A few weeks ago, I spoke with award-winning author Dolen Perkins-Valdez, whose second novel, Balm, is a lovely, lyrical work set in Chicago just after the close of the Civil War. The novel examines age-old issues of race and class, following the stories of three people trying to reconstruct their shattered post-war lives in the midst of a similarly shattered nation: Madge, a freeborn Tennessean; Sadie, a newly widowed white woman from Pennsylvania; and Hemp, a formerly enslaved man whose wife Annie has been missing since she was torn away from him in Kentucky. All of them are transplanted to Chicago during a time of tremendous national turmoil, each with his or her own personal (and metaphorical) struggle for peace.
And each of them has a gift. Madge, who was raised by a mother and two aunts who were powerful healers, is herself a gifted healer, making use of natural remedies to ease the suffering of others even as she struggles with her own miseries after a familial rejection. Hemp is a kind man seeking a righteous path. But it is Sadie’s gift that is the strangest: she can commune with the dead. Their three lives become intertwined, as Sadie hires Madge to assist in her odd household, and Madge and Hemp meet and are drawn to one another.
I was curious why Perkins-Valdez chose Chicago as the setting for her book; historical novels about the Civil war usually bring to mind the battlefield states, at least to me. And she tells me writing a Civil War novel was her initial intention, but as the story progressed, her husband pointed out the descriptions of the time and place contained mention of relatively few well-known historical events, focusing instead on the characters in the post-war period. “It’s actually a reconstruction novel,” she says.
The book is beautifully and poetically written. The narrative and the dialogue have a compelling 1860s cadence:
Hemp threw the tool, and it bounced off the roof, landing on the dirt with a thud.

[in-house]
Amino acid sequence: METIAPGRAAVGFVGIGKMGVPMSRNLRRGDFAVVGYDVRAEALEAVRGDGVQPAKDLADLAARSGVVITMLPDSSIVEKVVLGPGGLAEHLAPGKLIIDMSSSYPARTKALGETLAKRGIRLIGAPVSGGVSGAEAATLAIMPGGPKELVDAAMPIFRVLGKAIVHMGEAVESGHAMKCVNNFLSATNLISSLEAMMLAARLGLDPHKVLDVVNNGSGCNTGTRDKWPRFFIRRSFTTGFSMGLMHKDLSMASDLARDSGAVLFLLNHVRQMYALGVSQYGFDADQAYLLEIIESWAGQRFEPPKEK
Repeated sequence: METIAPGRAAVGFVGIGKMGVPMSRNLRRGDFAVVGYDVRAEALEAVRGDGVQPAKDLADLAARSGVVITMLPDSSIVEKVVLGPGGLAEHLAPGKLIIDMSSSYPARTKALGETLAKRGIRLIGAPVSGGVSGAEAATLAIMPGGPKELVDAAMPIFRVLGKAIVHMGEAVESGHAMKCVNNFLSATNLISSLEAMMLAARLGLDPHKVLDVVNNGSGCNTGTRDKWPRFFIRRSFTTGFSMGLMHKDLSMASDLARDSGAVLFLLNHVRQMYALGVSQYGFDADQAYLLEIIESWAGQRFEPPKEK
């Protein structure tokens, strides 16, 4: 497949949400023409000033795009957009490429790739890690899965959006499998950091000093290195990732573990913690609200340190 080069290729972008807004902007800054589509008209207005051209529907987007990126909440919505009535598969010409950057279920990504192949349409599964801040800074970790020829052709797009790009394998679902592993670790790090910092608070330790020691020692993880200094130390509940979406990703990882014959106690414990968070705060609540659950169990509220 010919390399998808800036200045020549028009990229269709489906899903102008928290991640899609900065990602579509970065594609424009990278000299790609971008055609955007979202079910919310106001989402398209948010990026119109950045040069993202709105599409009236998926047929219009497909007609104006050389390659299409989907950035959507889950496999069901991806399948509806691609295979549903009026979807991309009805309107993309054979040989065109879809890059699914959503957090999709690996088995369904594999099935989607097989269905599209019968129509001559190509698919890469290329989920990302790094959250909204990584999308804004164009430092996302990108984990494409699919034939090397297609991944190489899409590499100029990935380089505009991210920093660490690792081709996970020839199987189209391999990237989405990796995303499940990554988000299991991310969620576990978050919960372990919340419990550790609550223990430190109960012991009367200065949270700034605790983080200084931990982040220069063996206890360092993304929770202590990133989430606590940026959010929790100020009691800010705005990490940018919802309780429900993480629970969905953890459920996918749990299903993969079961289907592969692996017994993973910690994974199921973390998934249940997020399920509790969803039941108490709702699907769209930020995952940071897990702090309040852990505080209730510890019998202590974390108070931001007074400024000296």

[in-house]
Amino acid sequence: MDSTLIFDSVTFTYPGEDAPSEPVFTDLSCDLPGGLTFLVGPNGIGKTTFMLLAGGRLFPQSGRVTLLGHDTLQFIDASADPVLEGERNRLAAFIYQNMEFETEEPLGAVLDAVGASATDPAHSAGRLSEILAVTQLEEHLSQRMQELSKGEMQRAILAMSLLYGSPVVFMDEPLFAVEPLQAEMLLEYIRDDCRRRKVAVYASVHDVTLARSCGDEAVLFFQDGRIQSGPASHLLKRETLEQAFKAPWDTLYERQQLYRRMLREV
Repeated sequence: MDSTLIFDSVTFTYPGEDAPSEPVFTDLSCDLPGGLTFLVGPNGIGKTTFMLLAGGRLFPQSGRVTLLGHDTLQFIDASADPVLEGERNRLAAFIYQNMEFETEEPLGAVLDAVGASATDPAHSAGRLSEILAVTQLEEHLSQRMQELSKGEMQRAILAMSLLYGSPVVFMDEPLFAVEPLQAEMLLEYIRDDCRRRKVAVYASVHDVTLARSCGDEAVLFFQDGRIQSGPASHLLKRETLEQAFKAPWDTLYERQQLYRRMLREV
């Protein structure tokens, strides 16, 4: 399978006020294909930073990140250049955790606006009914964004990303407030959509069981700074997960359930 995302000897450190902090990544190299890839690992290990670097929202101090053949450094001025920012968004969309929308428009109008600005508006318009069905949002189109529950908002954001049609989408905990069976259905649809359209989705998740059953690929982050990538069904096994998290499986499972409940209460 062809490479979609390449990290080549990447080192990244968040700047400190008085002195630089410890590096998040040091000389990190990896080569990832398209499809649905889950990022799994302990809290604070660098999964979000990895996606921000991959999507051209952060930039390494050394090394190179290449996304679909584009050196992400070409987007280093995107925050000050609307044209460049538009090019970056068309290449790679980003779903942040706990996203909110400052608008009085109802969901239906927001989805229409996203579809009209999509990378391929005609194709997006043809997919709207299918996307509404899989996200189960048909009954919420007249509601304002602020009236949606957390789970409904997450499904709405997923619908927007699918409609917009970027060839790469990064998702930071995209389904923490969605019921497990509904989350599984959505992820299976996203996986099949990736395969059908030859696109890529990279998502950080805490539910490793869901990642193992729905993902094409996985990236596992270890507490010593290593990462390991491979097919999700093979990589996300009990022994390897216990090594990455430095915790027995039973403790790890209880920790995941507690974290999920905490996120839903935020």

“Son, don’t,” said the reverend. “He ain’t mean no harm.”
Hemp rolled the nail between his fingers. In the pause, the reverend gave Hemp a tender look that made him think of the day he put a flower in Annie’s hair.
“You all right, son?”
Hemp shook his head, fought off a blue feeling. He remembered how, after word came of the recruitment camp for slaves looking to enlist, a few of the men vanished in the night. Others walked off the property in the broad daylight. Hemp was the only husband who stayed behind, his face shocked and still. Annie, Annie Annie, he’d prayed aloud.
However, Perkins-Valdez didn’t strive for absolute authenticity in the language, noting it would be fairly burdensome to a twenty-first century reader. She does a brilliant job of bringing the era to life; the city is recreated with so much period detail that it’s a bit shocking to set the book down and suddenly find yourself back in a world where virtual reality sometimes eclipses actual reality.
Echoing present-day life in a nation that still grapples with racial and class dynamics, the relationship among the characters is complex. Ironically, even though she begins practicing as a medium once she discovers the dead are speaking through her, Sadie is suspicious of Madge’s healing abilities, wondering if she employs the ‘dark arts.’ Perkins-Valdez draws a nuanced portrait of the two women, pointing out that although the characters are very different, they do achieve a kind of non-homogenized peace with one another and with their own challenges. “All of the characters eventually reach an uneasy truce with the things that haunt them: Madge with her mother, Sadie with her father, and Hemp with his own difficult past,” she says, adding that although the novel is evocative of the brokenness of society, it is ultimately also optimistic. It’s also a great American story: it is a book about reconciliation and reinvention.
Writing a novel like this must have involved a staggering amount of research. If you’ve been reading my last few reviews, you’ll know that I’m in the midst of a series honoring the Charlotte Mecklenburg Library Foundation, where Perkins-Valdez was a featured speaker on November 1st, at the second annual Verse & Vino celebration.
So it’s no surprise to learn she loves libraries. “When we chose our house in D.C., I actually insisted that it be on a bus line to the Library of Congress,” she says, adding that time spent there researching and writing is like “ascending to heaven.” As a child, Perkins-Valdez spent very little time in libraries, although she developed a fascination with books by picking up every grocery-store mass-market paperback she could get her hands on. She read so much that she reports actually being called out in school for reading adult novels. In college, her voracious reading habits developed into a love of writing, and she began to recognize the writers who would most influence her own voice: Toni Morrison, Edward P. Jones, and the Haitian-American writer Edwidge Danticat.
In person, Dolen Perkins-Valdez has a clear, sweet voice matching her gracious demeanor. She’s a witty, compelling, thoughtful speaker, which I found to be reflected reflected in her writing.
You can read more about her, including about her New York Times bestselling novel Wench, on her website: http://www.dolenperkinsvaldez.com